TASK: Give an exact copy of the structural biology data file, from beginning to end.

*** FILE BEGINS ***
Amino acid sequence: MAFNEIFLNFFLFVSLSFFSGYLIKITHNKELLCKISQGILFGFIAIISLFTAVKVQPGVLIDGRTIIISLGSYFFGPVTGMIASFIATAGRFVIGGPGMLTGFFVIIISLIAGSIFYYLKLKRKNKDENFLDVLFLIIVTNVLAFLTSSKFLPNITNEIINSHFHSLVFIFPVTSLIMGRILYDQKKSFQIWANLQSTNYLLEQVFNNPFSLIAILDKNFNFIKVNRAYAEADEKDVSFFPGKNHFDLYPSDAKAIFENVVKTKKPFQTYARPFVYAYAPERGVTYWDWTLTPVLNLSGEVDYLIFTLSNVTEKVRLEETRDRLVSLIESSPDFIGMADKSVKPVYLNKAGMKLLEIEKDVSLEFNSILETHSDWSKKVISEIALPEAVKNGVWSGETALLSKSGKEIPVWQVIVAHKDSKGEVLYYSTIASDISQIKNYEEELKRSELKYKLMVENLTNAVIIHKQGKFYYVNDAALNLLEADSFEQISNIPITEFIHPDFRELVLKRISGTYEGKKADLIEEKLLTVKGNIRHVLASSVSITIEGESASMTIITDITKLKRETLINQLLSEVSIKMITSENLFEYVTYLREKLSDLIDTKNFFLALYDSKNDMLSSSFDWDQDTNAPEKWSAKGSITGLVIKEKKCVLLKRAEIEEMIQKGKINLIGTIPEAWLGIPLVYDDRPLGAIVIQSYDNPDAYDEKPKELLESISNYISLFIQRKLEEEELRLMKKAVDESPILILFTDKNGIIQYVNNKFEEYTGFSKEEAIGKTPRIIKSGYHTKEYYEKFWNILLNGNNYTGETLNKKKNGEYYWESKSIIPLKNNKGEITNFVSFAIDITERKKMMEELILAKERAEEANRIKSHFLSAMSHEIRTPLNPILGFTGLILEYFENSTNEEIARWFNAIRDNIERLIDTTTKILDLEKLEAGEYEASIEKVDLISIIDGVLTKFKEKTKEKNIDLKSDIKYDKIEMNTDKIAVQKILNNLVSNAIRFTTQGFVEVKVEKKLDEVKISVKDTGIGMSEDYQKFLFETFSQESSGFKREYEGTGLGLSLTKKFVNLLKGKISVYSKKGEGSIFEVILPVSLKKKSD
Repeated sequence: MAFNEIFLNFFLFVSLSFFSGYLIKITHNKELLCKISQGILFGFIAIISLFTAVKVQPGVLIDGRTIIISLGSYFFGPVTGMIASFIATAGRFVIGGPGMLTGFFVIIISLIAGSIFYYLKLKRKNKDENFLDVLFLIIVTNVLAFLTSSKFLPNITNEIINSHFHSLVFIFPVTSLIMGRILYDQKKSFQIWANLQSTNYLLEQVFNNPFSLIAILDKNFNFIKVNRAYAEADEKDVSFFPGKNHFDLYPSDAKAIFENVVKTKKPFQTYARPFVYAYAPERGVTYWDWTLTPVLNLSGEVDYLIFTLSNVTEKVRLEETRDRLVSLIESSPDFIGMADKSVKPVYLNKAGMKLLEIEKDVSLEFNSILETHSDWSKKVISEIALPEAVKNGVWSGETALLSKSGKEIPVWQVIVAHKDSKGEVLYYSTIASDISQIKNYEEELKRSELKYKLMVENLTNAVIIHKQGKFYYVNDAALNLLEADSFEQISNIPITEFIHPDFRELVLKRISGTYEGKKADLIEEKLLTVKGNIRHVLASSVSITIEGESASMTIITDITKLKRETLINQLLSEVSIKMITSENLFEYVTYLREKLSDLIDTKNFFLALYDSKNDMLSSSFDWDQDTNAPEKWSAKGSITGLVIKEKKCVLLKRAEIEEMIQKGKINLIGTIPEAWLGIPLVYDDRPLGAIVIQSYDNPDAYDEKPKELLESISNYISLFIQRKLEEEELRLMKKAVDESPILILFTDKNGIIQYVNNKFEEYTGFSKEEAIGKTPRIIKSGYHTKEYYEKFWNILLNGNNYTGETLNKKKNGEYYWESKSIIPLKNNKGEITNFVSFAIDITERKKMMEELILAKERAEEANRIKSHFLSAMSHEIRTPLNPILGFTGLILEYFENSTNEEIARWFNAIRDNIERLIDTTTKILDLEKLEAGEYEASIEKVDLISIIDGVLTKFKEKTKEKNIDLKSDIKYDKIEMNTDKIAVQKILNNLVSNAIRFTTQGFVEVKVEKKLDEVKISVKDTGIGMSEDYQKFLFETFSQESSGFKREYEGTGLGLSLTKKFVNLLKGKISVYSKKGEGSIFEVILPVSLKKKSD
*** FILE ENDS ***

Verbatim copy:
Amino acid sequence: MAFNEIFLNFFLFVSLSFFSGYLIKITHNKELLCKISQGILFGFIAIISLFTAVKVQPGVLIDGRTIIISLGSYFFGPVTGMIASFIATAGRFVIGGPGMLTGFFVIIISLIAGSIFYYLKLKRKNKDENFLDVLFLIIVTNVLAFLTSSKFLPNITNEIINSHFHSLVFIFPVTSLIMGRILYDQKKSFQIWANLQSTNYLLEQVFNNPFSLIAILDKNFNFIKVNRAYAEADEKDVSFFPGKNHFDLYPSDAKAIFENVVKTKKPFQTYARPFVYAYAPERGVTYWDWTLTPVLNLSGEVDYLIFTLSNVTEKVRLEETRDRLVSLIESSPDFIGMADKSVKPVYLNKAGMKLLEIEKDVSLEFNSILETHSDWSKKVISEIALPEAVKNGVWSGETALLSKSGKEIPVWQVIVAHKDSKGEVLYYSTIASDISQIKNYEEELKRSELKYKLMVENLTNAVIIHKQGKFYYVNDAALNLLEADSFEQISNIPITEFIHPDFRELVLKRISGTYEGKKADLIEEKLLTVKGNIRHVLASSVSITIEGESASMTIITDITKLKRETLINQLLSEVSIKMITSENLFEYVTYLREKLSDLIDTKNFFLALYDSKNDMLSSSFDWDQDTNAPEKWSAKGSITGLVIKEKKCVLLKRAEIEEMIQKGKINLIGTIPEAWLGIPLVYDDRPLGAIVIQSYDNPDAYDEKPKELLESISNYISLFIQRKLEEEELRLMKKAVDESPILILFTDKNGIIQYVNNKFEEYTGFSKEEAIGKTPRIIKSGYHTKEYYEKFWNILLNGNNYTGETLNKKKNGEYYWESKSIIPLKNNKGEITNFVSFAIDITERKKMMEELILAKERAEEANRIKSHFLSAMSHEIRTPLNPILGFTGLILEYFENSTNEEIARWFNAIRDNIERLIDTTTKILDLEKLEAGEYEASIEKVDLISIIDGVLTKFKEKTKEKNIDLKSDIKYDKIEMNTDKIAVQKILNNLVSNAIRFTTQGFVEVKVEKKLDEVKISVKDTGIGMSEDYQKFLFETFSQESSGFKREYEGTGLGLSLTKKFVNLLKGKISVYSKKGEGSIFEVILPVSLKKKSD
Repeated sequence: MAFNEIFLNFFLFVSLSFFSGYLIKITHNKELLCKISQGILFGFIAIISLFTAVKVQPGVLIDGRTIIISLGSYFFGPVTGMIASFIATAGRFVIGGPGMLTGFFVIIISLIAGSIFYYLKLKRKNKDENFLDVLFLIIVTNVLAFLTSSKFLPNITNEIINSHFHSLVFIFPVTSLIMGRILYDQKKSFQIWANLQSTNYLLEQVFNNPFSLIAILDKNFNFIKVNRAYAEADEKDVSFFPGKNHFDLYPSDAKAIFENVVKTKKPFQTYARPFVYAYAPERGVTYWDWTLTPVLNLSGEVDYLIFTLSNVTEKVRLEETRDRLVSLIESSPDFIGMADKSVKPVYLNKAGMKLLEIEKDVSLEFNSILETHSDWSKKVISEIALPEAVKNGVWSGETALLSKSGKEIPVWQVIVAHKDSKGEVLYYSTIASDISQIKNYEEELKRSELKYKLMVENLTNAVIIHKQGKFYYVNDAALNLLEADSFEQISNIPITEFIHPDFRELVLKRISGTYEGKKADLIEEKLLTVKGNIRHVLASSVSITIEGESASMTIITDITKLKRETLINQLLSEVSIKMITSENLFEYVTYLREKLSDLIDTKNFFLALYDSKNDMLSSSFDWDQDTNAPEKWSAKGSITGLVIKEKKCVLLKRAEIEEMIQKGKINLIGTIPEAWLGIPLVYDDRPLGAIVIQSYDNPDAYDEKPKELLESISNYISLFIQRKLEEEELRLMKKAVDESPILILFTDKNGIIQYVNNKFEEYTGFSKEEAIGKTPRIIKSGYHTKEYYEKFWNILLNGNNYTGETLNKKKNGEYYWESKSIIPLKNNKGEITNFVSFAIDITERKKMMEELILAKERAEEANRIKSHFLSAMSHEIRTPLNPILGFTGLILEYFENSTNEEIARWFNAIRDNIERLIDTTTKILDLEKLEAGEYEASIEKVDLISIIDGVLTKFKEKTKEKNIDLKSDIKYDKIEMNTDKIAVQKILNNLVSNAIRFTTQGFVEVKVEKKLDEVKISVKDTGIGMSEDYQKFLFETFSQESSGFKREYEGTGLGLSLTKKFVNLLKGKISVYSKKGEGSIFEVILPVSLKKKSD